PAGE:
By Jenifer Mangione Vogt, Art & Italian culture writer
Francesco Simeti is a contemporary Italian artist that was born in Palermo, Sicily and now divides his time between Sicily and New York. He’s primarily an installation artist, who creates large site-specific works that are imaginative and complex. His work is currently on display at the Vizcaya Museum and Gardens in Miami as part of their Contemporary Arts Project (CAP), a commission program that invites artists to develop site-specific projects inspired by Miami’s most popular National Historic Landmark. The exhibit is titled, “Francesco Simeti: A seahorse, a caravel and large quantities of concrete, stone, fill, topsoil, tiles, piping, trees, and other plants”
Simeti’s work often deals with complex, weighty subject matter that is treated in a fairly light-hearted manner. This is evident in his early “wallpaper” work from 2002 and 2003, in works such as “Watching the War” and “Arabian Nights.” In both, he chose to comment on the Afghanistan war by depicting images drawn from the war in a repetitive pattern in decorative wallpaper installed in various locations. Simeti’s work, in its essence, hinges on the investigation of artifice, whether in the context of nature, or within manmade environs.
In 2008 he created an installation, which contained his signature decorative wallpaper, called “Acrobazie.” This exhibition was the result of a six-month collaboration with the patients of a Milan Psychiatric Institution, during which time they conceived of a dream home, pivoting on images of Audubon’s birds and the Uutopian, white-fence type architecture of the 50’s and 60’s that represented an idyllic, albeit inherently unattainable, ideal of urban family life.
At Vizcaya, which is a historic villa, Simeti has transformed an outdoor fountain into a surreal theatrical set, providing a playful and melancholic commentary on the fragility of human endeavors. Inspired by the mechanical apparatuses that simulated natural phenomena in Baroque gardens, Simeti’s animated assemblage is composed of floating sculptures representing elements of the estate. The project continues in the Main House exhibition room with an installation of historic artifacts pulled from storage and on display for the first time ever.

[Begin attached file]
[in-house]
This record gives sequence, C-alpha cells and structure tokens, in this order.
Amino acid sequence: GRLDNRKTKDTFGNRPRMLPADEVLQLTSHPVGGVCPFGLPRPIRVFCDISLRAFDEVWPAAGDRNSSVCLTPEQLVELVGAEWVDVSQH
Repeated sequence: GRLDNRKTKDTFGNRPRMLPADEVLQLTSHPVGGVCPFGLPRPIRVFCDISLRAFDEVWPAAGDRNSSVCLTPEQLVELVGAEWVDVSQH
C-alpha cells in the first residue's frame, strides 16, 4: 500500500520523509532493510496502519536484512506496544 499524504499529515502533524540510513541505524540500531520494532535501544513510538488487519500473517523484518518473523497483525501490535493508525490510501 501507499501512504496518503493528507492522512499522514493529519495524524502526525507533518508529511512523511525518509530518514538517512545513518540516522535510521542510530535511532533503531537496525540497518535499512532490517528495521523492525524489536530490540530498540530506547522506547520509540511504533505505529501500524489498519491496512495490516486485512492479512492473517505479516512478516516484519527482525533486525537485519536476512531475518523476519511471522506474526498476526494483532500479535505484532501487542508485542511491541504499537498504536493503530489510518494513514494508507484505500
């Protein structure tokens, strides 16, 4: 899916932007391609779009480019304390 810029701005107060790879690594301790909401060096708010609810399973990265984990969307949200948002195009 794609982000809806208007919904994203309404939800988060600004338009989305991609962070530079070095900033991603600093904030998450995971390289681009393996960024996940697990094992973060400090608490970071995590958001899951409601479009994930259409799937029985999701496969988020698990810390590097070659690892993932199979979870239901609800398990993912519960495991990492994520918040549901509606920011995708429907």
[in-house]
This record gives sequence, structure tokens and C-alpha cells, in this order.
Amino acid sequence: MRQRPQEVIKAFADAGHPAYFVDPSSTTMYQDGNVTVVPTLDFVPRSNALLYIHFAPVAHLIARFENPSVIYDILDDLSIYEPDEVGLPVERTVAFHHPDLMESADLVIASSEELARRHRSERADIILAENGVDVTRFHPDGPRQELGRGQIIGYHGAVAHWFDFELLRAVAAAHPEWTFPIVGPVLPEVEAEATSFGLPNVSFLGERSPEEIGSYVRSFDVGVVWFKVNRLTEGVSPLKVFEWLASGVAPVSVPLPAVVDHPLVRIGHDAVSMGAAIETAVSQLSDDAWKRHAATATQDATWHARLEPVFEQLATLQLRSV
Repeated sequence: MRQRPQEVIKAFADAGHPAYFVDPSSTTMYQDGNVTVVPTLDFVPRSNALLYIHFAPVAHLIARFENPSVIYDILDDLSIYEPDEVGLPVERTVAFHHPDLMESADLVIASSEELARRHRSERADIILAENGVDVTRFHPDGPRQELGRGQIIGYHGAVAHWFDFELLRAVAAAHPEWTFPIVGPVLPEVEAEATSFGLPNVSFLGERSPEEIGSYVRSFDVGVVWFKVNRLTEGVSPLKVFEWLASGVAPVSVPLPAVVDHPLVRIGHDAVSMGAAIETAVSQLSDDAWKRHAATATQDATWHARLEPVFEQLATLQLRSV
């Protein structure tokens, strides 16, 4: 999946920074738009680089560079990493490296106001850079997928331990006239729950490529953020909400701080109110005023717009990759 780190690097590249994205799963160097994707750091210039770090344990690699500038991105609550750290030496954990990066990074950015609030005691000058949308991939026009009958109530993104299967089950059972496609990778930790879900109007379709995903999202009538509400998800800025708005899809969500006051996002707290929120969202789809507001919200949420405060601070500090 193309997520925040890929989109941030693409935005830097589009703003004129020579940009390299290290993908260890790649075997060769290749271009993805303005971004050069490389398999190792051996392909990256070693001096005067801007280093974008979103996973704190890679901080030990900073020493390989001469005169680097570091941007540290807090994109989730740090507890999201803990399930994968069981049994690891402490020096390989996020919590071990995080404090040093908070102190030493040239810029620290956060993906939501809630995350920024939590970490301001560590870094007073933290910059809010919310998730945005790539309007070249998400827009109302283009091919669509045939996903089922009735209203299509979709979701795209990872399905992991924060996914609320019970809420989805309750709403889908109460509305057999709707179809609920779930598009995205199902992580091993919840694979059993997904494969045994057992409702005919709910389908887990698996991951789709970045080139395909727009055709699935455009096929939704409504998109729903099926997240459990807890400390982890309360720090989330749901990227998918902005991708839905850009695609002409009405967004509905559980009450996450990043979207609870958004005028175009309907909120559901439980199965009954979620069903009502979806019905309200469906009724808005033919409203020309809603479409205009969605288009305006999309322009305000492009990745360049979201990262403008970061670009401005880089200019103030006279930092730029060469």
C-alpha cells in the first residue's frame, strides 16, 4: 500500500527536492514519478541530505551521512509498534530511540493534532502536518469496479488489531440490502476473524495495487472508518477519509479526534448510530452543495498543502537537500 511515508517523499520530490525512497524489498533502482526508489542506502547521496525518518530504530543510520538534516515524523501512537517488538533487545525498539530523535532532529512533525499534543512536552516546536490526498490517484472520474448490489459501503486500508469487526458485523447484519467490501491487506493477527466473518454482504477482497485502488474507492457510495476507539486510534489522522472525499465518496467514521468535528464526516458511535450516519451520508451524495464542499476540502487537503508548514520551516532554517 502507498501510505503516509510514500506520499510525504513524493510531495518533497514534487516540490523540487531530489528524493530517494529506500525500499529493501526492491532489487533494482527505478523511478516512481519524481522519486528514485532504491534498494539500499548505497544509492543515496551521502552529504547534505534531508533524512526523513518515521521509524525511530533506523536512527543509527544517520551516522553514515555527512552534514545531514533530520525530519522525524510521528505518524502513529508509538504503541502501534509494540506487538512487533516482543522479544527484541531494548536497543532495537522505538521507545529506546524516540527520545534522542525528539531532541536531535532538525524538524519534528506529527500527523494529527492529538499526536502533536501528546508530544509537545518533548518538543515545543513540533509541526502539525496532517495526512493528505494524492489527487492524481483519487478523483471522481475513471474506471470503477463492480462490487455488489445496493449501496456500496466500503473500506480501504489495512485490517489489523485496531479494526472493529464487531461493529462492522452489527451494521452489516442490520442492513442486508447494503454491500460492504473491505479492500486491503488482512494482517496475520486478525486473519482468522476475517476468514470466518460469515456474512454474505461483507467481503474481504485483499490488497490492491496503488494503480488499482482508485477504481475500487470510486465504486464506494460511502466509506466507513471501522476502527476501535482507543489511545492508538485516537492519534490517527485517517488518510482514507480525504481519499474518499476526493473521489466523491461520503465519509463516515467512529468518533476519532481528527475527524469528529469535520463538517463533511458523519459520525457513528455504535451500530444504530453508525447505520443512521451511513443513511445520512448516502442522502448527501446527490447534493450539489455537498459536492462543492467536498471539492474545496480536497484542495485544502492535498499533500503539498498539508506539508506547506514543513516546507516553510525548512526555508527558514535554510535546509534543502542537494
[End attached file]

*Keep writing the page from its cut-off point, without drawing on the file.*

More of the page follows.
Simeti is currently working on several permanent projects for New York City’s public schools and subway system, and has created site specific installations for the MACRO in Rome, the RISD School of Design Museum in Providence, Rhode Island, the Art & Idea Gallery in Mexico City, and for Columbia University in New York City.
“Francesco Simeti: A seahorse, a caravel and large quantities of concrete, stone, fill, topsoil, tiles, piping, trees, and other plants” is on view at the Vizcaya Museum and Gardens until May 21, 2012. Vizcaya is open daily from 9:30am to 4:30pm except Tuesdays. 3251 South Miami Avenue | Miami, FL 33129 | www.vizcayamuseum.org | 305.250.9133
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